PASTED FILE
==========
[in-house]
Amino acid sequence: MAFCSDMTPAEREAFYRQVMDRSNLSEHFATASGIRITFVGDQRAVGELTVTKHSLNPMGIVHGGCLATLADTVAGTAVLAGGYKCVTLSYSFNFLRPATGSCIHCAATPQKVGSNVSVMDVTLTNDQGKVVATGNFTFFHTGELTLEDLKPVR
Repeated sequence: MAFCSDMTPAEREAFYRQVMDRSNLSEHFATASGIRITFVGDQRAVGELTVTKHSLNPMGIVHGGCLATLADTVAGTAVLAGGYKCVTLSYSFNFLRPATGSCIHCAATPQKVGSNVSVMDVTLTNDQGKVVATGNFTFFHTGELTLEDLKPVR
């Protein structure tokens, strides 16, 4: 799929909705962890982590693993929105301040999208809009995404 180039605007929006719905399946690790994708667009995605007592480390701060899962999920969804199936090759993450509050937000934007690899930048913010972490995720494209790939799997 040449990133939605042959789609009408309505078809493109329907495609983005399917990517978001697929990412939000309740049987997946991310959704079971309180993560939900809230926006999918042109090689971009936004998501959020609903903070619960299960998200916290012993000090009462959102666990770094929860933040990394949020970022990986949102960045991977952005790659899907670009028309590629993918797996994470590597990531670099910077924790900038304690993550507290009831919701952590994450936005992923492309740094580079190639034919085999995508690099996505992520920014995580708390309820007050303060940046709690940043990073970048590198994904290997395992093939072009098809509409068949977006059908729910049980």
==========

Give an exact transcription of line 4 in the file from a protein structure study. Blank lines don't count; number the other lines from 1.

């Protein structure tokens, strides 16, 4: 799929909705962890982590693993929105301040999208809009995404 180039605007929006719905399946690790994708667009995605007592480390701060899962999920969804199936090759993450509050937000934007690899930048913010972490995720494209790939799997 040449990133939605042959789609009408309505078809493109329907495609983005399917990517978001697929990412939000309740049987997946991310959704079971309180993560939900809230926006999918042109090689971009936004998501959020609903903070619960299960998200916290012993000090009462959102666990770094929860933040990394949020970022990986949102960045991977952005790659899907670009028309590629993918797996994470590597990531670099910077924790900038304690993550507290009831919701952590994450936005992923492309740094580079190639034919085999995508690099996505992520920014995580708390309820007050303060940046709690940043990073970048590198994904290997395992093939072009098809509409068949977006059908729910049980």